Lisa Esposito, Tampa Employment Lawyer


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FAQ Employment Law Questions

Employment Law:
Employment law is a well-established body of statutes and judicial decisions covering all rights and obligations within the employer-employee relationship, including current employees, job applicants and former employees.  It covers a wide range of legal issues, ranging from employment discrimination to matters involving wages and workplace safety.  Many employment law issues are governed by applicable federal and state employment law, but a number of issues are determined according to basic contract law.

Employee Rights:
All employees have basic rights arising from both state and federal laws.  Some of these rights include:  the right not to be subjected to discrimination on the basis of race, national origin, skin color, gender, pregnancy, religious beliefs, disability, age, marital status, and in some locations sexual orientation; the right to a workplace free of harassment (but it must encompass a protected category such as sex or national origin); the right to be paid at least minimum wage, as provided by federal or state law; the right to overtime wages, as provided by federal or state law; the right to a safe workplace and the right to take leave for one’s serious medical condition or to care for a family member's serious medical condition, following the birth or adoption of a child, or in some instances, due to a family member’s active duty deployment.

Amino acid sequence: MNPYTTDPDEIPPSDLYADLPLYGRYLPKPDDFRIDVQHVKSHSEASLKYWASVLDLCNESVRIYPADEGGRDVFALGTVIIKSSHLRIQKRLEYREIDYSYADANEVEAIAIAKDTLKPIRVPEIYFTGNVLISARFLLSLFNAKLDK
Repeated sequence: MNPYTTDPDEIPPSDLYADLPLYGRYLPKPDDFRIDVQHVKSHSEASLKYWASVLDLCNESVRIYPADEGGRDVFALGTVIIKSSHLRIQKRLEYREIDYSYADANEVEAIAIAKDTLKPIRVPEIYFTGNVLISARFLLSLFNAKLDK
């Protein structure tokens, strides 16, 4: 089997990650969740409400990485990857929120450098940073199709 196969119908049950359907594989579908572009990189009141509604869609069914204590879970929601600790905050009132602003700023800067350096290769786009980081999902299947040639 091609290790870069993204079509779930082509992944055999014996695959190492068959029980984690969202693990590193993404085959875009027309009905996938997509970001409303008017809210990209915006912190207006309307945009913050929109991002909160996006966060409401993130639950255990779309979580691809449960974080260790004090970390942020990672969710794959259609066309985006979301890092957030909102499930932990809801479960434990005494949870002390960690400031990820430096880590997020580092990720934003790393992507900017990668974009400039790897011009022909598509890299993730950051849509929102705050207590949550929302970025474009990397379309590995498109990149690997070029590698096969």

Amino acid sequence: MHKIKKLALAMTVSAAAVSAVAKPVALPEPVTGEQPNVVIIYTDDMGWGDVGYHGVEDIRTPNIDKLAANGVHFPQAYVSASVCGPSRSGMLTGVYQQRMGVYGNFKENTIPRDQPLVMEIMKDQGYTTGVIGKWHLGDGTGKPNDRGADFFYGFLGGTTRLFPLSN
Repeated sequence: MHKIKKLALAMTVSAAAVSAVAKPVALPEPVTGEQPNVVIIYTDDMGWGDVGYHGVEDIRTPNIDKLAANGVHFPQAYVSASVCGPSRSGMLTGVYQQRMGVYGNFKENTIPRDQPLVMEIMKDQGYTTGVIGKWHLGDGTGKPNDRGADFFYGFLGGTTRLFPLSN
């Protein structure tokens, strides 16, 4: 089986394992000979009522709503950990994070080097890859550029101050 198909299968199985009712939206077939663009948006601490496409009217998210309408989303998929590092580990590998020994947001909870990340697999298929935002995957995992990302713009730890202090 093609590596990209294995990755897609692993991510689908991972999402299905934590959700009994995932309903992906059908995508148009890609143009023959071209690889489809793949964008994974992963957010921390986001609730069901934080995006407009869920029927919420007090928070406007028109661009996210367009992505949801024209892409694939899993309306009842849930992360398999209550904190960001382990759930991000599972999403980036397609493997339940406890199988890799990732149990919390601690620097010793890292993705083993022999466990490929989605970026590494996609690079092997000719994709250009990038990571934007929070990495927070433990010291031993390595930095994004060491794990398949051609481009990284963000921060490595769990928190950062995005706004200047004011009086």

Employment Discrimination:
Discrimination generally occurs when an employee is intentionally treated differently because of race, color, religion, national origin, disability, gender, age, marital status, and in some locations, sexual orientation.  Employment discrimination claims may be prosecuted under various state and federal statutes.  Even if the employee’s evidence is sufficient to show discrimination, an employer may be able to justify a particular job action by demonstrating that such treatment arose out of business necessity, or that a legitimate job qualification required consideration of factors that had an unintentional discriminatory effect.  When the employer makes such a legitimate justification, the employee must show that discrimination, not the employer’s justification, was the true reason for the action.

Age Discrimination:
It is unlawful for an employer, employment agency or labor union to discriminate in employment on the basis of age.  This includes refusing to hire an individual or firing an employee.  It also includes an individual’s compensation, the terms, conditions, and privileges of his or her employment, and all employee benefits.

Disability Discrimination:
The Americans with Disabilities Act (ADA), the Rehabilitation Act of 1973 and the Florida Civil Rights Act (FCRA) protect individuals with disabilities from employment discrimination.  An individual with a disability is defined as someone who has a physical or mental impairment that substantially limits a major life activity, has a record of having such a physical or mental impairment, or is regarded as having such impairment.  The term is broadly defined to include any physiological, mental or psychologically-based impairment, but it does not include mere physical characteristics or cultural, environmental, or economic impairment—the impairment must cause a substantial limitation to a major life activity.  Temporary conditions, such as a broken arm or the flu, would not be considered substantial limitations amounting to a disability entitled to statutory protection.

Wrongful Termination:
Termination of employment cannot be classified as "Wrongful Termination" unless it is in violation of some fundamental public policy, as set forth in a state or federal statute, regulation or constitutional provision.  Examples of Wrongful Termination include situations where: